Monday, July 20, 2009

More Tennessee cities opt out of guns in parks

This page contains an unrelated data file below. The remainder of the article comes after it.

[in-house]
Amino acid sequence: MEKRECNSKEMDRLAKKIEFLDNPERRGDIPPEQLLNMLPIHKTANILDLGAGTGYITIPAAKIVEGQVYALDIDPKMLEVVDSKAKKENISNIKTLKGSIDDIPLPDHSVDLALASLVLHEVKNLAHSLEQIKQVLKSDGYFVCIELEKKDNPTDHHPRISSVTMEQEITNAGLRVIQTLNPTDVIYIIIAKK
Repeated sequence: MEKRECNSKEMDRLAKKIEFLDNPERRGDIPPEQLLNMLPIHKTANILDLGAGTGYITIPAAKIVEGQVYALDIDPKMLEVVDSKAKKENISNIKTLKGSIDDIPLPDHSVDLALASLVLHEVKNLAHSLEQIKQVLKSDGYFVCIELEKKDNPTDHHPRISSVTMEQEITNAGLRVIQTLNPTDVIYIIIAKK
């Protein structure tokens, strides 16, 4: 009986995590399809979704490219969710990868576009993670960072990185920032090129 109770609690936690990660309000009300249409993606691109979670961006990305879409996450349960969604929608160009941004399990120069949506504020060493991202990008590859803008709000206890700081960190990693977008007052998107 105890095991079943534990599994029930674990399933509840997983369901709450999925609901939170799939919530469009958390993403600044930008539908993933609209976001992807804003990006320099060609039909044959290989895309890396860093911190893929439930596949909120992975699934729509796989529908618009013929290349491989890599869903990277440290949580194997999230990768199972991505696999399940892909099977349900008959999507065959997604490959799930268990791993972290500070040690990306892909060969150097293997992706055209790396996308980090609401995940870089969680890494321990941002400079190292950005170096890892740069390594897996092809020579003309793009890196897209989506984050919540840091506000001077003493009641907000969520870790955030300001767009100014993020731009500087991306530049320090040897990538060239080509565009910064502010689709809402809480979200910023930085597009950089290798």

By Bill Poovey • ASSOCIATED PRESS • July 20, 2009 The list of cities and counties opting out of Tennessee's new law that allows people with gun permits to take their weapons into public parks keeps getting longer. While some city and county governments — including Brentwood, Murfreesboro, Chattanooga, and Williamson and Shelby counties — have rushed to exempt their parks, a Nashville lawyer who has worked more than a decade for the new law said he is considering a court challenge. John Harris, executive director of the Tennessee Firearms Association, said the opt-out provision for local governments is a "travesty" and might be challenged in court. "Did the legislature have the authority to pass the buck?" Harris said. "We are researching it." Harris said the exemption option also fails to provide any way for gun-permit holders to secure their weapons in vehicles when they arrive at a park and does not address having a gun in a vehicle when traveling on a park road that is used as access to a neighboring residential area. The state has about 220,000 permit holders but also recognizes permits issued by 19 other states. Reaction was expected Republican Senate Judiciary Committee Chairman Mae Beavers of Mt. Juliet, the Senate sponsor of the guns-in-parks measure, said she is not surprised that some communities are opting out of the law. "I wasn't for that provision," she said. Aaron Sipe, 34, of south Florida, stopped by Chattanooga's Coolidge Park with his three children and others this week. He agrees with the Chattanooga City Council's vote not to go along with state lawmakers who voted to allow guns in parks. Coming from a family of hunters, Sipe said he is "all for gun rights, but they don't belong in a park." He said carrying a gun in a park is "looking for trouble." At parks operated by cities and counties where officials have voted to opt out of the law, the maximum possible penalty for violators continues to be a $2,500 fine and up to a year in jail. Clarksville, Johnson City, Bristol and Signal Mountain are also among municipalities where council members have voted against allowing guns in parks. In Memphis, an opt-out ordinance is in line for a final approval vote. Council members in Nashville and Union City are discussing opt-out ordinances. In Jackson, city officials refused to opt out. Larry Zehnder, parks and recreation administrator in Chattanooga, said the city has about 50 park sites where new signs will have to be posted. He said the projected cost is about $7,500, including labor. He said there are already "no weapons" signs at some parks. Meigs County Mayor Ken Jones said he asked county commissioners in a workshop session if they wanted to opt out of the state law, and "basically they said no, so it's kind of a moot point to us." Jones said he personally believes the Constitution provides the right to bear arms and "we cannot legislate gun control." Tennessee lawmakers, over Gov. Phil Bredesen's veto, also approved a law that allows handguns in bars and restaurants. More opt-outs seen Dennis Huffer, an attorney for the Municipal Technical Advisory Service agency that helped develop the opt-out resolution cities are using to exempt their parks, said it is likely there will be more opt-outs in urban areas. "You think of rural areas as being comfortable with hunting and more comfortable around guns," he said. "So far that has been sort of the trend, with the bigger cities opting out." Jones said sentiment among Meigs County commissioners possibly reflects that in rural communities generally, where people probably "grew up with guns and are more familiar with their operation than city dwellers." "Come election time, I think a lot of these people in the state legislature are going to hammered with questions dealing with gun legislation," Jones said. "I have had several people call me or meet me on the sidewalk and ask me: 'Have these people not got anything better to do?' "

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